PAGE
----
Toll-like receptor- and filarial antigen-mediated, mitogen-activated protein kinase- and NF-?B-dependent regulation of angiogenic growth factors in filarial lymphatic pathology.

Babu, S.; Anuradha, R.; Pavan Kumar, N.; George, P.J.; Kumaraswami, V.; Nutman, T.B.

Infection and Immunity; 2012; 80; 2509-2518.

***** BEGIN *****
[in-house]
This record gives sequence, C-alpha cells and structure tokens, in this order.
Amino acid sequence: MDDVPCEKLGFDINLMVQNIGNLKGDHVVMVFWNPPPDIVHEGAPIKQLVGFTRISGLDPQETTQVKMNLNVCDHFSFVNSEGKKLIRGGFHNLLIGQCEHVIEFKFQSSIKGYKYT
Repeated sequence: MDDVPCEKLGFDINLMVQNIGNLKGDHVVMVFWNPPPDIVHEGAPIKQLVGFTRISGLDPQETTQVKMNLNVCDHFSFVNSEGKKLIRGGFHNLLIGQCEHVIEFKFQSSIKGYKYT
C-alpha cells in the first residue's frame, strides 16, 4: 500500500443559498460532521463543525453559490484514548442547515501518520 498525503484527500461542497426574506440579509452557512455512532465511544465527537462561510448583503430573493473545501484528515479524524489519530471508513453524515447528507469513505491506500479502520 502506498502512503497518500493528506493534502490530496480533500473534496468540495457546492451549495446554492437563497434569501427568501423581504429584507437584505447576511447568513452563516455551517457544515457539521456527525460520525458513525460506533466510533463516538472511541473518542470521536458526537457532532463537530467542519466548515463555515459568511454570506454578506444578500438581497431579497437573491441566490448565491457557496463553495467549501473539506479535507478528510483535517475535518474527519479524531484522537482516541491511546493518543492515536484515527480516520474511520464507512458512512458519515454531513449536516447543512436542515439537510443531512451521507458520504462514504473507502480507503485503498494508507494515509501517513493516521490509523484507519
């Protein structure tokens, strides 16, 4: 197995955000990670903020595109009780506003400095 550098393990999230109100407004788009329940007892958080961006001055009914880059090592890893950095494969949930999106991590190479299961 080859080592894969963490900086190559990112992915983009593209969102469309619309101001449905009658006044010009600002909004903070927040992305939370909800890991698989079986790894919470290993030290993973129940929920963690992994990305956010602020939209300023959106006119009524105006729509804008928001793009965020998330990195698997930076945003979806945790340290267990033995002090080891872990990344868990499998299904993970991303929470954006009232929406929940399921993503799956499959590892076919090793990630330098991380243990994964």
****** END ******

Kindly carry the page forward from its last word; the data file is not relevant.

Filarial lymphatic pathology is of multifactorial origin, with inflammation, lymphangiogenesis, and innate immune responses all playing important roles. The role of Toll-like receptors (TLRs) in the development of filarial pathology is well characterized. Similarly, the association of pathology with elevated levels of plasma angiogenic factors has also been documented. To examine the association between TLR function and the development of lymphangiogenesis in filarial infections, we examined TLR- and filarial antigen-induced expression and production of various angiogenic growth factors. We demonstrate that TLR ligands (specifically TLR2, -3, and -5 ligands) induce significantly increased expression/production of vascular endothelial growth factor A (VEGF-A) and angiopoietin-1 (Ang-1) in the peripheral blood mononuclear cells of individuals with lymphatic pathology (CP individuals) compared to that in cells of asymptomatic infected (INF) individuals. Similarly, filarial antigens induce significantly enhanced production of VEGF-C in CP compared with INF individuals. TLR2-mediated enhancement of angiogenic growth factor production in CP individuals was shown to be dependent on mitogen-activated protein kinase (MAPK) and NF-κB signaling, as pharmacologic inhibition of either extracellular signal-regulated kinase 1/2 (ERK1/2), p38 MAPK, or NF-κB signaling resulted in significantly diminished production of VEGF-A and Ang-1. Our data therefore strongly suggest an important association between TLR signaling and lymphangiogenesis in the development of pathology in human lymphatic filariasis.


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